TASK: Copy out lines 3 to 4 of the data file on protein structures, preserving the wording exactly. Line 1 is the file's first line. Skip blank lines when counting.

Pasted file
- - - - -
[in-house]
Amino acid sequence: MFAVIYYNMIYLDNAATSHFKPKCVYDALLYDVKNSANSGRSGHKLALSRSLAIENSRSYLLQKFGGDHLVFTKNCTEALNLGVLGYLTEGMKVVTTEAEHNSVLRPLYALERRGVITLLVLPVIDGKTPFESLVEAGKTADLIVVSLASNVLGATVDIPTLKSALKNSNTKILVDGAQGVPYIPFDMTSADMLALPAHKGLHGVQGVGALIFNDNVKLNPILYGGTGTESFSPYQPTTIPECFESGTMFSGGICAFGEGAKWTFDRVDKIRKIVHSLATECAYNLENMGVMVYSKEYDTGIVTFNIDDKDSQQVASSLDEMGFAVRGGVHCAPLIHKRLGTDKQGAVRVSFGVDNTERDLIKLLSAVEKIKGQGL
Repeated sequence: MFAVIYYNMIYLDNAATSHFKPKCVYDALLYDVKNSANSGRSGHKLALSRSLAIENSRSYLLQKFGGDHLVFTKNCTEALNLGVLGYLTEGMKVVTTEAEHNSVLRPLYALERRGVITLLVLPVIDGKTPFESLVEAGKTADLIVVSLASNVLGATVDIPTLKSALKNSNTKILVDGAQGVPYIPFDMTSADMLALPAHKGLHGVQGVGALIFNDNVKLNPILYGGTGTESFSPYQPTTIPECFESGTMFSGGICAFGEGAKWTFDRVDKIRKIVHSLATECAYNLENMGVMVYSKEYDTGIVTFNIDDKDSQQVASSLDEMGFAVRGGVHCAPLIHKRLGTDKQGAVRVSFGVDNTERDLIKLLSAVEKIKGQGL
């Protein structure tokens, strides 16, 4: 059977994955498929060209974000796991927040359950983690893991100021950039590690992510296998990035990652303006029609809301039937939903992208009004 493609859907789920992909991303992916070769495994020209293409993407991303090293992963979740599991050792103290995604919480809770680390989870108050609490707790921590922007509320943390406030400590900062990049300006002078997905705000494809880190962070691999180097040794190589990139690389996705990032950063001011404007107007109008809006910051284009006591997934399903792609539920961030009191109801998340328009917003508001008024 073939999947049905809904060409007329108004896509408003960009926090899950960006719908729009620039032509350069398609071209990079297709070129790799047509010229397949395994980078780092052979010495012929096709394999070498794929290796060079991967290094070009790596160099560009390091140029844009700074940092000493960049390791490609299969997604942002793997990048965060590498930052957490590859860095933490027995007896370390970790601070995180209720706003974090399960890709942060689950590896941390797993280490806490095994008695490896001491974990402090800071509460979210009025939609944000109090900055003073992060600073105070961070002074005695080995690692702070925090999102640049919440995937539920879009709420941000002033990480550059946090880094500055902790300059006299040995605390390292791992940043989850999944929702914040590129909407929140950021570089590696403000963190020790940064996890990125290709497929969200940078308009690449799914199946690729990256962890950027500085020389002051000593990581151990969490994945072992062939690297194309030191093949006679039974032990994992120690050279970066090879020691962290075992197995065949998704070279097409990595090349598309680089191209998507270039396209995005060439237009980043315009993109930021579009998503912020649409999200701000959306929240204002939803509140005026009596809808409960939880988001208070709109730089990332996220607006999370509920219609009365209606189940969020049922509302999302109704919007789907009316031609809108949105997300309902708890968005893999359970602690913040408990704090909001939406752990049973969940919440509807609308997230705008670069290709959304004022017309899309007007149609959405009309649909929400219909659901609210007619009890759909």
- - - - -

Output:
Repeated sequence: MFAVIYYNMIYLDNAATSHFKPKCVYDALLYDVKNSANSGRSGHKLALSRSLAIENSRSYLLQKFGGDHLVFTKNCTEALNLGVLGYLTEGMKVVTTEAEHNSVLRPLYALERRGVITLLVLPVIDGKTPFESLVEAGKTADLIVVSLASNVLGATVDIPTLKSALKNSNTKILVDGAQGVPYIPFDMTSADMLALPAHKGLHGVQGVGALIFNDNVKLNPILYGGTGTESFSPYQPTTIPECFESGTMFSGGICAFGEGAKWTFDRVDKIRKIVHSLATECAYNLENMGVMVYSKEYDTGIVTFNIDDKDSQQVASSLDEMGFAVRGGVHCAPLIHKRLGTDKQGAVRVSFGVDNTERDLIKLLSAVEKIKGQGL
């Protein structure tokens, strides 16, 4: 059977994955498929060209974000796991927040359950983690893991100021950039590690992510296998990035990652303006029609809301039937939903992208009004 493609859907789920992909991303992916070769495994020209293409993407991303090293992963979740599991050792103290995604919480809770680390989870108050609490707790921590922007509320943390406030400590900062990049300006002078997905705000494809880190962070691999180097040794190589990139690389996705990032950063001011404007107007109008809006910051284009006591997934399903792609539920961030009191109801998340328009917003508001008024 073939999947049905809904060409007329108004896509408003960009926090899950960006719908729009620039032509350069398609071209990079297709070129790799047509010229397949395994980078780092052979010495012929096709394999070498794929290796060079991967290094070009790596160099560009390091140029844009700074940092000493960049390791490609299969997604942002793997990048965060590498930052957490590859860095933490027995007896370390970790601070995180209720706003974090399960890709942060689950590896941390797993280490806490095994008695490896001491974990402090800071509460979210009025939609944000109090900055003073992060600073105070961070002074005695080995690692702070925090999102640049919440995937539920879009709420941000002033990480550059946090880094500055902790300059006299040995605390390292791992940043989850999944929702914040590129909407929140950021570089590696403000963190020790940064996890990125290709497929969200940078308009690449799914199946690729990256962890950027500085020389002051000593990581151990969490994945072992062939690297194309030191093949006679039974032990994992120690050279970066090879020691962290075992197995065949998704070279097409990595090349598309680089191209998507270039396209995005060439237009980043315009993109930021579009998503912020649409999200701000959306929240204002939803509140005026009596809808409960939880988001208070709109730089990332996220607006999370509920219609009365209606189940969020049922509302999302109704919007789907009316031609809108949105997300309902708890968005893999359970602690913040408990704090909001939406752990049973969940919440509807609308997230705008670069290709959304004022017309899309007007149609959405009309649909929400219909659901609210007619009890759909």